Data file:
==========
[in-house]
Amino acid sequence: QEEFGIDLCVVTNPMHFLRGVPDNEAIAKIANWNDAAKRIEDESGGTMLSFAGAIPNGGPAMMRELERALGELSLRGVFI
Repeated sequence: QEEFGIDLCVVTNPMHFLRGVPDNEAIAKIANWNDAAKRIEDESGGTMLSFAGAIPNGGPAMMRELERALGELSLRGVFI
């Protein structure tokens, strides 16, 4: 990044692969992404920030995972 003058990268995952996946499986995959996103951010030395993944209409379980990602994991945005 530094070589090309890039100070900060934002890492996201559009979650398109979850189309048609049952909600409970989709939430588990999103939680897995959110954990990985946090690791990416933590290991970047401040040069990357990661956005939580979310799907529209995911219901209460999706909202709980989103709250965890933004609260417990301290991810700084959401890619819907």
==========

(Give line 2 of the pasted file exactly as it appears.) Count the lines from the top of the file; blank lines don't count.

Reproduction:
Amino acid sequence: QEEFGIDLCVVTNPMHFLRGVPDNEAIAKIANWNDAAKRIEDESGGTMLSFAGAIPNGGPAMMRELERALGELSLRGVFI